Well, there are a couple of cases:
- This disk is part of a RAID array. Good. Just have md 'repair' the array like this:
echo 'repair' > /sys/block/md0/md/sync_action. Problem solved without data loss. (I'm guessing this isn't the case for you, but you really ought to consider changing that.)
- You don't care about the data on the disk (or there isn't any). Just use dd to zero the whole disk.
- The bad blocks are part of the free space on the disk. Use e.g.,
cat /dev/zero > tempfile to fill the free space with zeros. Do this as root (there is space reserved for root only), probably in single-user mode (so nothing breaks from running out of space). After that runs out of space, remove the file.
- The bad blocks are part of the data (files) or metadata (filesystem structure) on the disk. You have lost data.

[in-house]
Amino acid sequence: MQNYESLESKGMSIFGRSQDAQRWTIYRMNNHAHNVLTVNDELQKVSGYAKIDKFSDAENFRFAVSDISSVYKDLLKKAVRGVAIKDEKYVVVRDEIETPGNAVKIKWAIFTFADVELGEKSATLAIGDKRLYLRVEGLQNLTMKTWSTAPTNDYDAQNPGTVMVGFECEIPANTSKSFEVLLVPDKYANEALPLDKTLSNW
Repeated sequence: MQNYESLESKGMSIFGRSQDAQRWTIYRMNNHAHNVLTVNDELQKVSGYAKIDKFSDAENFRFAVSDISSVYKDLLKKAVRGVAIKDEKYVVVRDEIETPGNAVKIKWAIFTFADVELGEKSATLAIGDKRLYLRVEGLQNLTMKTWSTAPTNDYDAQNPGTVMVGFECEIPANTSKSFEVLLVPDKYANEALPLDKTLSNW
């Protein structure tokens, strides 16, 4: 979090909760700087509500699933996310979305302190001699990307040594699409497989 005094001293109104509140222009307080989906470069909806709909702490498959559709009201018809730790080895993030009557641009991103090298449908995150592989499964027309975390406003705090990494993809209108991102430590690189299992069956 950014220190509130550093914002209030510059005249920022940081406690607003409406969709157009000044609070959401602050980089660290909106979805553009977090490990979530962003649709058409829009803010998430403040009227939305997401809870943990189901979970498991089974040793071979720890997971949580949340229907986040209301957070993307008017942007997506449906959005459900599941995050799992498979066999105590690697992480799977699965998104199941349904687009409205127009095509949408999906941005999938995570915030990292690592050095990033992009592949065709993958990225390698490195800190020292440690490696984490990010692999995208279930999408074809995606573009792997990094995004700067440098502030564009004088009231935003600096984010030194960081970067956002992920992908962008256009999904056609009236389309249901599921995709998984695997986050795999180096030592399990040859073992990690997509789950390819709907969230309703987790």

fsck -fc (run with the filesystem unmounted, or worst case in readonly during early boot if its the root filesystem) will tell you which files. Replace them from backup.
Its also possible that
badblocks -n, which must only be done on an unmounted filesystem, will force a remap. It shouldn't lose any data (other than what was in the bad blocks, which is already lost).
If you want to script it based on the badblocks output (which is not safe, it leaves you with silent corruption), that's fairly easy. Each line of badblocks output gives you a block number, based on your block size (512 in your example). Multiply by the block size, that's your
seek for dd. Your
bs is the block size. Your
count is 1.
of is the partition (or disk) you ran badblocks on. A good